• Rounded shoulders: As the spine collapses, the shoulders may become rounded, and the upper back may become hunched. 
  • Fractures: Osteoporosis increases the risk of fractures, particularly in the hip, wrist, and spine. A bone fracture can be the first sign of osteoporosis. 

How to Address Osteoporosis

There are several steps you can take to address osteoporosis and reduce the risk of fractures. These include: 

  • Get enough calcium and vitamin D: Calcium and vitamin D are essential for strong bones. Calcium is needed for the formation and maintenance of bones, while vitamin D helps the body absorb calcium. You can get calcium from dairy products, leafy greens, and fortified foods. Vitamin D can be obtained from exposure to sunlight, fortified foods, and supplements. 
  • Exercise regularly: Weight-bearing exercises, such as walking, jogging, and weightlifting, can help strengthen bones. Exercise also helps improve balance, which can reduce the risk of falls and fractures.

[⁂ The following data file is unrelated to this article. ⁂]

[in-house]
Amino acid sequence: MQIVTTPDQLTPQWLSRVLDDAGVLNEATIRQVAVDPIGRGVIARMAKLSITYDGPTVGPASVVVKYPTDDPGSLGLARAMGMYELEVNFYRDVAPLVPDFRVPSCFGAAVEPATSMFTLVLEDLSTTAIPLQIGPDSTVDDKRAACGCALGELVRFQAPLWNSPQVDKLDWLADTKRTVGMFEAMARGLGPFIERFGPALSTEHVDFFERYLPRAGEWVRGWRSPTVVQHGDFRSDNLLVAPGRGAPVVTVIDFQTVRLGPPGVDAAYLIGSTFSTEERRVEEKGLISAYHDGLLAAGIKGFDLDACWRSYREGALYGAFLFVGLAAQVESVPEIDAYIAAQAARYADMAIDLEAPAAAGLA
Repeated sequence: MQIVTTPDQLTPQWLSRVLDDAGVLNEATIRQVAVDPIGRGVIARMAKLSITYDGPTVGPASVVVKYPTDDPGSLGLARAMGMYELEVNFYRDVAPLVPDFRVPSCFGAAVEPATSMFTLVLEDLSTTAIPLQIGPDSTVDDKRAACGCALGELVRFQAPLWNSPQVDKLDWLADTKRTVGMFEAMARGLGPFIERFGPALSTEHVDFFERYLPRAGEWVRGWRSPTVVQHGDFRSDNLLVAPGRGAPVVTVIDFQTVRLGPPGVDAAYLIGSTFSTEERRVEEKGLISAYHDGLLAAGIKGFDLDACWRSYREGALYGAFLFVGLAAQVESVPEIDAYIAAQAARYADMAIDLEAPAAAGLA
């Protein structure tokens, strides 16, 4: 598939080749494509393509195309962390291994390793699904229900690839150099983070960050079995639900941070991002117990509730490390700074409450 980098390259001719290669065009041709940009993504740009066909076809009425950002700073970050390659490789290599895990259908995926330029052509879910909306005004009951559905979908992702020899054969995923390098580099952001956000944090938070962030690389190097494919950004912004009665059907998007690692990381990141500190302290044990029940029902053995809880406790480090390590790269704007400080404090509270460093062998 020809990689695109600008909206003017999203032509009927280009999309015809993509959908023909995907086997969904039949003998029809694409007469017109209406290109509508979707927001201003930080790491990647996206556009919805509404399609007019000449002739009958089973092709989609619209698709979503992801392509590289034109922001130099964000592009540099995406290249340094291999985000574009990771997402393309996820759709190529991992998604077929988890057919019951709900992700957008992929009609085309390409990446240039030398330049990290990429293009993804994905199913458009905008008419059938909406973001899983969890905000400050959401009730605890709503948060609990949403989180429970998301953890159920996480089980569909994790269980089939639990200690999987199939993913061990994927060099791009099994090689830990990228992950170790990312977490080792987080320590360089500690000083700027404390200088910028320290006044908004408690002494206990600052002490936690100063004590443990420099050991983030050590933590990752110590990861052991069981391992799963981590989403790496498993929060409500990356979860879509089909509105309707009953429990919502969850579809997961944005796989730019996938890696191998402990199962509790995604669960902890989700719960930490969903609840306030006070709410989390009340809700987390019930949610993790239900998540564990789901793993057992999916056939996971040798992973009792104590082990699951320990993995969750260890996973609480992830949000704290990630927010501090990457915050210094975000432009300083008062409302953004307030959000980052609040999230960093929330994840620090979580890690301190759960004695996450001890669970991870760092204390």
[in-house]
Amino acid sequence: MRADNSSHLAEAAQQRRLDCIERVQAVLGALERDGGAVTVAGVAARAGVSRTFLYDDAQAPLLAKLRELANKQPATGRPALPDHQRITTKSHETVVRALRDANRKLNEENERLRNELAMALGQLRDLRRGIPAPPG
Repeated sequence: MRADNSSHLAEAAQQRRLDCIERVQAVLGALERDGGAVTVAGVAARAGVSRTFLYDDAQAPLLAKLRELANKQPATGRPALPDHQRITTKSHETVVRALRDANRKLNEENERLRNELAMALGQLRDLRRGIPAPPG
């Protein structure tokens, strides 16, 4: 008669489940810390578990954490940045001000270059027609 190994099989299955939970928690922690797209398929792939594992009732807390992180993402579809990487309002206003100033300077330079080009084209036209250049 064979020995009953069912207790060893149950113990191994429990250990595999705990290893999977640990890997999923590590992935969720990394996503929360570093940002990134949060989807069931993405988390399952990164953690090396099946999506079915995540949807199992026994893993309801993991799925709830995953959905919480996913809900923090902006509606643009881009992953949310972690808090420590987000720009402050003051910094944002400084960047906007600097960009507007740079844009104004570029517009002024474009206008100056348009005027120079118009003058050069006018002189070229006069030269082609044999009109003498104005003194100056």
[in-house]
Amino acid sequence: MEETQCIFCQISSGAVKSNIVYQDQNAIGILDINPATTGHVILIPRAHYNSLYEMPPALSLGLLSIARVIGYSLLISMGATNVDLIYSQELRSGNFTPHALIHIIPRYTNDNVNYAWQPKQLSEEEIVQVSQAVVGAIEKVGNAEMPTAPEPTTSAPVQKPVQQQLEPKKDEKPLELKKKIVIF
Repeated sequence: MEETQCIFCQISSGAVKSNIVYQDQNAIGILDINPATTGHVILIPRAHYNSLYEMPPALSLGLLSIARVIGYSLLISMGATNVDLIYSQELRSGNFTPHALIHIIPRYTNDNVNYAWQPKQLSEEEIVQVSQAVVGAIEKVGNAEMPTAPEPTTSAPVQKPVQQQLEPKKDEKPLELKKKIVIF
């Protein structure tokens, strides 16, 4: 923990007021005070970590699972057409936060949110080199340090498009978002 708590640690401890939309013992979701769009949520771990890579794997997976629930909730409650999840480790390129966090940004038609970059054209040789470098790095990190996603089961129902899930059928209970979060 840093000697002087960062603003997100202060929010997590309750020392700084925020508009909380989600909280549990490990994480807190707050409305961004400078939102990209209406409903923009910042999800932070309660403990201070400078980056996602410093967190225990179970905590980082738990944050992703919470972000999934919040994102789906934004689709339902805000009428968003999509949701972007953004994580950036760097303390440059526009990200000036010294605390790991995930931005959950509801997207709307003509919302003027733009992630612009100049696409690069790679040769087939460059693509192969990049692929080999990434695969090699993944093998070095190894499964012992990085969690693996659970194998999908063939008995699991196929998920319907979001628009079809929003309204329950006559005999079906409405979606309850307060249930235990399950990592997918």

• Quit smoking: Smoking has been shown to increase the risk of osteoporosis and fractures. If you smoke, quitting can help improve your bone health. 
  • Limit alcohol consumption: Excessive alcohol consumption can weaken bones and increase the risk of fractures. Women should limit their alcohol intake to one drink per day, while men should limit their intake to two drinks per day. 
  • Eat a healthy diet: In addition to getting enough calcium and vitamin D, it’s important to eat a healthy diet that includes plenty of fruits and vegetables, whole grains, and lean protein. A diet that is high in processed foods and saturated fat can contribute to bone loss. 
  • Take medications as prescribed: There are several medications that can be used to treat osteoporosis, including bisphosphonates, denosumab, and teriparatide. These medications can help slow or even reverse bone loss and reduce the risk of fractures. It’s important to take these medications as prescribed and to follow up with your healthcare provider regularly.